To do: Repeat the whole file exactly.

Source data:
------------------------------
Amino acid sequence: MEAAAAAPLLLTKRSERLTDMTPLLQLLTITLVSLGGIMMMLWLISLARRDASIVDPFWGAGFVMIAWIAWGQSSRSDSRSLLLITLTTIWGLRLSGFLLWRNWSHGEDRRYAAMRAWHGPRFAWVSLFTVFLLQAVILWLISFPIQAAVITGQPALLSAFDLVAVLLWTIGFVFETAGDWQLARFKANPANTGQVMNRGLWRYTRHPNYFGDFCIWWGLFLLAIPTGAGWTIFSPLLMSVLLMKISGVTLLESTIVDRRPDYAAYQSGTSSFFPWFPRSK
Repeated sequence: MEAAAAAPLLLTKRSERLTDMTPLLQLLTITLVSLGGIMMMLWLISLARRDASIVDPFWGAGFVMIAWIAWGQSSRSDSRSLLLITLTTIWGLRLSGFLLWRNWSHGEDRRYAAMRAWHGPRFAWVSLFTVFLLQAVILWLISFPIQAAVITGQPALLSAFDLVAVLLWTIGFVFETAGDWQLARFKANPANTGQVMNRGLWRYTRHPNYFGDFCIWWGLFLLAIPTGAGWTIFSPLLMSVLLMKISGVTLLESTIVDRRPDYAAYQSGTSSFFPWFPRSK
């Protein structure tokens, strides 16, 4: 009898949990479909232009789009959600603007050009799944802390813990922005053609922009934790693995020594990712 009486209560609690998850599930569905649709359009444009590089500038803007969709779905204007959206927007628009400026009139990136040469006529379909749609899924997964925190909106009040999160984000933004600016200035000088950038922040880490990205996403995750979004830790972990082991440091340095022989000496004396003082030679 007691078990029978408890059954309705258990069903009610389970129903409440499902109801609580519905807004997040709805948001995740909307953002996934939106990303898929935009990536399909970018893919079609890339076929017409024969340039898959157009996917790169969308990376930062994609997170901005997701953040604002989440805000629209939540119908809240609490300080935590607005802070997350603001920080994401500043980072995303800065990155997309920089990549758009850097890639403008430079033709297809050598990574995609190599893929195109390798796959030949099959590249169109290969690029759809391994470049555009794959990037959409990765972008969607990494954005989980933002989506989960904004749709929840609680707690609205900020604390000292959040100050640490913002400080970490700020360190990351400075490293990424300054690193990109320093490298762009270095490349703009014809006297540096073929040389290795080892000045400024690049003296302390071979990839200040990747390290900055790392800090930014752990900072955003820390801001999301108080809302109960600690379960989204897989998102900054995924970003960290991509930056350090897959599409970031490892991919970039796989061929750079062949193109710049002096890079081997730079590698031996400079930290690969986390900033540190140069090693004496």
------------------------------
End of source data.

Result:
Amino acid sequence: MEAAAAAPLLLTKRSERLTDMTPLLQLLTITLVSLGGIMMMLWLISLARRDASIVDPFWGAGFVMIAWIAWGQSSRSDSRSLLLITLTTIWGLRLSGFLLWRNWSHGEDRRYAAMRAWHGPRFAWVSLFTVFLLQAVILWLISFPIQAAVITGQPALLSAFDLVAVLLWTIGFVFETAGDWQLARFKANPANTGQVMNRGLWRYTRHPNYFGDFCIWWGLFLLAIPTGAGWTIFSPLLMSVLLMKISGVTLLESTIVDRRPDYAAYQSGTSSFFPWFPRSK
Repeated sequence: MEAAAAAPLLLTKRSERLTDMTPLLQLLTITLVSLGGIMMMLWLISLARRDASIVDPFWGAGFVMIAWIAWGQSSRSDSRSLLLITLTTIWGLRLSGFLLWRNWSHGEDRRYAAMRAWHGPRFAWVSLFTVFLLQAVILWLISFPIQAAVITGQPALLSAFDLVAVLLWTIGFVFETAGDWQLARFKANPANTGQVMNRGLWRYTRHPNYFGDFCIWWGLFLLAIPTGAGWTIFSPLLMSVLLMKISGVTLLESTIVDRRPDYAAYQSGTSSFFPWFPRSK
């Protein structure tokens, strides 16, 4: 009898949990479909232009789009959600603007050009799944802390813990922005053609922009934790693995020594990712 009486209560609690998850599930569905649709359009444009590089500038803007969709779905204007959206927007628009400026009139990136040469006529379909749609899924997964925190909106009040999160984000933004600016200035000088950038922040880490990205996403995750979004830790972990082991440091340095022989000496004396003082030679 007691078990029978408890059954309705258990069903009610389970129903409440499902109801609580519905807004997040709805948001995740909307953002996934939106990303898929935009990536399909970018893919079609890339076929017409024969340039898959157009996917790169969308990376930062994609997170901005997701953040604002989440805000629209939540119908809240609490300080935590607005802070997350603001920080994401500043980072995303800065990155997309920089990549758009850097890639403008430079033709297809050598990574995609190599893929195109390798796959030949099959590249169109290969690029759809391994470049555009794959990037959409990765972008969607990494954005989980933002989506989960904004749709929840609680707690609205900020604390000292959040100050640490913002400080970490700020360190990351400075490293990424300054690193990109320093490298762009270095490349703009014809006297540096073929040389290795080892000045400024690049003296302390071979990839200040990747390290900055790392800090930014752990900072955003820390801001999301108080809302109960600690379960989204897989998102900054995924970003960290991509930056350090897959599409970031490892991919970039796989061929750079062949193109710049002096890079081997730079590698031996400079930290690969986390900033540190140069090693004496």